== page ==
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I was playing around with some analog grove sensors and looking at examples (https://github.com/DexterInd/GrovePi/blob/master/Software/Go/grovepi/grovepi.go - this specific example is in go and for raspberry pi, but it's the same on arduino) I realised that you need to "(int(val[1]) << 8) | int(val[2])" before getting the result.

Why is that so? Why do the second 8 bits need to be left shifted by 8 and why is there then an OR with the third group of bits?

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    ... Because you read one byte at a time. – Ignacio Vazquez-Abrams Apr 12 '18 at 7:05
  • Can you be more specific? When Read() is called, my array of bytes is filled right away, why do I need this operation afterwards? – user45703 Apr 12 '18 at 7:13
  • Because now you need a number. 123 = 100 + 20 + 3 – Ignacio Vazquez-Abrams Apr 12 '18 at 7:14
  • Alright, but why are we not using the first 4 bytes? – user45703 Apr 12 '18 at 7:32
  • @lucavallin This seems to be a good documentation of the protocol; dexterindustries.com/GrovePi/programming/… – Mikael Patel Apr 12 '18 at 8:46
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You read bytes in the order:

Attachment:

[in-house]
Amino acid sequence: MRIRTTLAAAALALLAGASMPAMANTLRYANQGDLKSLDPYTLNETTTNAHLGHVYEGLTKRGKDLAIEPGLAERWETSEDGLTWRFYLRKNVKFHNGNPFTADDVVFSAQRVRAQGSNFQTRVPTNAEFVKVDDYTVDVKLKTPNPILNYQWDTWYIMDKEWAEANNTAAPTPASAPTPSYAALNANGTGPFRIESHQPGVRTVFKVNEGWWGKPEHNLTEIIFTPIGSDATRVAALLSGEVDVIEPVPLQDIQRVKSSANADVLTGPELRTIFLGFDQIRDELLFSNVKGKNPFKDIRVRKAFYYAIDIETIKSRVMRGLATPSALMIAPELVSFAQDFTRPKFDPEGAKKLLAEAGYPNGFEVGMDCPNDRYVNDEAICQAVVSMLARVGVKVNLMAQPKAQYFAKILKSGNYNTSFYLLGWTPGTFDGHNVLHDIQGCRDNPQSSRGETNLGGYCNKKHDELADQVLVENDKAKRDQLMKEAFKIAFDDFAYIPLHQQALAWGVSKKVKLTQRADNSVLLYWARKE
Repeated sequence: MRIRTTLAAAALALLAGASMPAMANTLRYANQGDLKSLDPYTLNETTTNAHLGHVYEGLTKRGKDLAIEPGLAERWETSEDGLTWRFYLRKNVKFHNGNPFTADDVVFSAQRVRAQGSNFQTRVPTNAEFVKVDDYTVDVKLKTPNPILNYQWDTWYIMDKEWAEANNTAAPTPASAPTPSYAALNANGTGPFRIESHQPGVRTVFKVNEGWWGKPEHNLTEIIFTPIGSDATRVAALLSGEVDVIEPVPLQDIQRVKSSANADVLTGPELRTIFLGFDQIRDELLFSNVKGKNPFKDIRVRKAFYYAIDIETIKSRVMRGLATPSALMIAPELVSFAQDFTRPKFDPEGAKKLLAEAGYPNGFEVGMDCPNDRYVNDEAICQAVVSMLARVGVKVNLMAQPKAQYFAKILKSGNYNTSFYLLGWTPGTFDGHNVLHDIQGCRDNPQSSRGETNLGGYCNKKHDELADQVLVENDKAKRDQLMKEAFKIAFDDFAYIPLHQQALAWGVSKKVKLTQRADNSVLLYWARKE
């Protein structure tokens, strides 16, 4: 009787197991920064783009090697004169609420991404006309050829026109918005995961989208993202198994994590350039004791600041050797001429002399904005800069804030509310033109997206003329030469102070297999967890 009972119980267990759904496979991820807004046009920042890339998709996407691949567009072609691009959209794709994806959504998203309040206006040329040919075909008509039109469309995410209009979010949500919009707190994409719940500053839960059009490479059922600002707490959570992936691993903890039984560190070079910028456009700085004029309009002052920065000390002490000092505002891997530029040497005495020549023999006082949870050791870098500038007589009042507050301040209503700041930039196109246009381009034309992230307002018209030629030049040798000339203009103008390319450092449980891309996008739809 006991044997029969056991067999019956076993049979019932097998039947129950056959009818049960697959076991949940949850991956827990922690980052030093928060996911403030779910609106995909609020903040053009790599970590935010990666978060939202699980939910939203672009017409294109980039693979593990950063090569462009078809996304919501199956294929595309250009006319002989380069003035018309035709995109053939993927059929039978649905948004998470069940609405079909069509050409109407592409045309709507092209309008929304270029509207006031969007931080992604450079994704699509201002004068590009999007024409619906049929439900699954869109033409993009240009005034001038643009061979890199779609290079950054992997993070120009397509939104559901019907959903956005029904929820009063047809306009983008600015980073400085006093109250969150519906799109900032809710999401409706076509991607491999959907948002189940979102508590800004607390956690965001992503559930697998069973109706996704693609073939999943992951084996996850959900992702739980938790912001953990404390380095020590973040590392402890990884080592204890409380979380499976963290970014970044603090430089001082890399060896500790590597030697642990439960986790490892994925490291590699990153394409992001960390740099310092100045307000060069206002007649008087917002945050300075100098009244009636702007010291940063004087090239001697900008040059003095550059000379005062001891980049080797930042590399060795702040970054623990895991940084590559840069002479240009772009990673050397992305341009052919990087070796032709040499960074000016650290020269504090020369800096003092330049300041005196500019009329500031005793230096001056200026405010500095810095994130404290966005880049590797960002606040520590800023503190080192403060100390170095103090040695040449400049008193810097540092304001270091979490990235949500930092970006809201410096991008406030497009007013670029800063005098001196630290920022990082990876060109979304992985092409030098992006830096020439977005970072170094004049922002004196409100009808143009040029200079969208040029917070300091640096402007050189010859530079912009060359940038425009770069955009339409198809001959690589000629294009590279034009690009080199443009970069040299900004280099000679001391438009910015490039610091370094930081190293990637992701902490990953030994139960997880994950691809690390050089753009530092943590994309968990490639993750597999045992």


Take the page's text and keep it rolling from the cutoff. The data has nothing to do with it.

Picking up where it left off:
• Most significant byte (let's call this msb)
  • Least significant byte (let's call this lsb)

The formula to get to real value is msb * 256 + lsb 256 because this is the value of the maximum value of one byte, + 1. which is bits (2 ^ 8 = 256).

However, a CPU is normally faster in bit operations than in arithmetic operations.

Assume msb is 10101010
and lsb is    11001100

Now below is the table with the calculation order

sensor value             msb         lsb
00000000 00000000        10101010    11001100
00000000 10101010                                sensor value = msb
10101010 00000000                                msb << 8, or msb * 256
10101010 11001100                                (msb << 8) + lsb, or (msb * 256) + lsb

Actually I would expect a cast to an unsigned byte type (8 bits). However, if the values msb or lsb would be floating points/doubles, than the remainder will be removed, leaving an integer (whole) number.

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  • Great, thanks! But why is this only for the analog read? It doesn't seem like they do it for the digital one – user45703 Apr 12 '18 at 14:20
  • I don't know ... it depends on the order in which the bytes are received. – Michel Keijzers Apr 12 '18 at 14:22
  • @lucavallin, I still think you do not know what you do. You write about analog, but there is nothing analog in that sensor's interface. – Juraj Apr 14 '18 at 19:36
  • @Juraj Thank you for your contribution, however I believe this community was created for people who do not know what they're doing. If I did I would have written a blog post instead of asking a question. – user45703 Apr 17 '18 at 9:31
  • @lucavallin, but I could explain if you would disclose the type of the sensor – Juraj Apr 17 '18 at 10:06